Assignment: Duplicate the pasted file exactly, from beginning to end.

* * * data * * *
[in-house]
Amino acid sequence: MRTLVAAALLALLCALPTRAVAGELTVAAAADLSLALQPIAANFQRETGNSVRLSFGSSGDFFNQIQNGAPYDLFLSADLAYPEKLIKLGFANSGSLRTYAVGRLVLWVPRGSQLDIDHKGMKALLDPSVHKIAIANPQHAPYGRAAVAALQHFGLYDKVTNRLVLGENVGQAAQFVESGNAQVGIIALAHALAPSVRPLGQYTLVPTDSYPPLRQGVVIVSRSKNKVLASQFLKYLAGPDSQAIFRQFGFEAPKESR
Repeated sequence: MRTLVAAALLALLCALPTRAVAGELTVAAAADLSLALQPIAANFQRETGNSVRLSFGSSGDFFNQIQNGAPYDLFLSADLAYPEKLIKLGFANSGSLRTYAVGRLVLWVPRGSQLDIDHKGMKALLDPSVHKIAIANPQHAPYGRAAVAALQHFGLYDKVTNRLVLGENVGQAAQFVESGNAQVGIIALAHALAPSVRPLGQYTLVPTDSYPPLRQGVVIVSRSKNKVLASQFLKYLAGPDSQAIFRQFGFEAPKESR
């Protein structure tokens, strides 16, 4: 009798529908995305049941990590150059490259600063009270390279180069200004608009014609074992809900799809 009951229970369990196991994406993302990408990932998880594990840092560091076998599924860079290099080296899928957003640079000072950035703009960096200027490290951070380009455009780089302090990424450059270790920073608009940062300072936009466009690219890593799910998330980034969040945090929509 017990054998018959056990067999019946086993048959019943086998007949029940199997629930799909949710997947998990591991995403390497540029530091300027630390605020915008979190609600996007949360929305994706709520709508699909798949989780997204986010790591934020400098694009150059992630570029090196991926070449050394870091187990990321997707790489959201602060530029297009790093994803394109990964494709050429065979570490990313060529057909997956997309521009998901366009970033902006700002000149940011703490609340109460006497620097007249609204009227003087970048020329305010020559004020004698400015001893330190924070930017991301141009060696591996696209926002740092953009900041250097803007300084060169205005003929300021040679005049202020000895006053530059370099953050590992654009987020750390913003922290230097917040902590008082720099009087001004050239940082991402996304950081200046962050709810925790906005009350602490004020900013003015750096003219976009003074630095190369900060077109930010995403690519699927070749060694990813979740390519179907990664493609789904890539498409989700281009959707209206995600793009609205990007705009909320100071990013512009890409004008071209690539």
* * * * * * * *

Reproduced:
[in-house]
Amino acid sequence: MRTLVAAALLALLCALPTRAVAGELTVAAAADLSLALQPIAANFQRETGNSVRLSFGSSGDFFNQIQNGAPYDLFLSADLAYPEKLIKLGFANSGSLRTYAVGRLVLWVPRGSQLDIDHKGMKALLDPSVHKIAIANPQHAPYGRAAVAALQHFGLYDKVTNRLVLGENVGQAAQFVESGNAQVGIIALAHALAPSVRPLGQYTLVPTDSYPPLRQGVVIVSRSKNKVLASQFLKYLAGPDSQAIFRQFGFEAPKESR
Repeated sequence: MRTLVAAALLALLCALPTRAVAGELTVAAAADLSLALQPIAANFQRETGNSVRLSFGSSGDFFNQIQNGAPYDLFLSADLAYPEKLIKLGFANSGSLRTYAVGRLVLWVPRGSQLDIDHKGMKALLDPSVHKIAIANPQHAPYGRAAVAALQHFGLYDKVTNRLVLGENVGQAAQFVESGNAQVGIIALAHALAPSVRPLGQYTLVPTDSYPPLRQGVVIVSRSKNKVLASQFLKYLAGPDSQAIFRQFGFEAPKESR
């Protein structure tokens, strides 16, 4: 009798529908995305049941990590150059490259600063009270390279180069200004608009014609074992809900799809 009951229970369990196991994406993302990408990932998880594990840092560091076998599924860079290099080296899928957003640079000072950035703009960096200027490290951070380009455009780089302090990424450059270790920073608009940062300072936009466009690219890593799910998330980034969040945090929509 017990054998018959056990067999019946086993048959019943086998007949029940199997629930799909949710997947998990591991995403390497540029530091300027630390605020915008979190609600996007949360929305994706709520709508699909798949989780997204986010790591934020400098694009150059992630570029090196991926070449050394870091187990990321997707790489959201602060530029297009790093994803394109990964494709050429065979570490990313060529057909997956997309521009998901366009970033902006700002000149940011703490609340109460006497620097007249609204009227003087970048020329305010020559004020004698400015001893330190924070930017991301141009060696591996696209926002740092953009900041250097803007300084060169205005003929300021040679005049202020000895006053530059370099953050590992654009987020750390913003922290230097917040902590008082720099009087001004050239940082991402996304950081200046962050709810925790906005009350602490004020900013003015750096003219976009003074630095190369900060077109930010995403690519699927070749060694990813979740390519179907990664493609789904890539498409989700281009959707209206995600793009609205990007705009909320100071990013512009890409004008071209690539």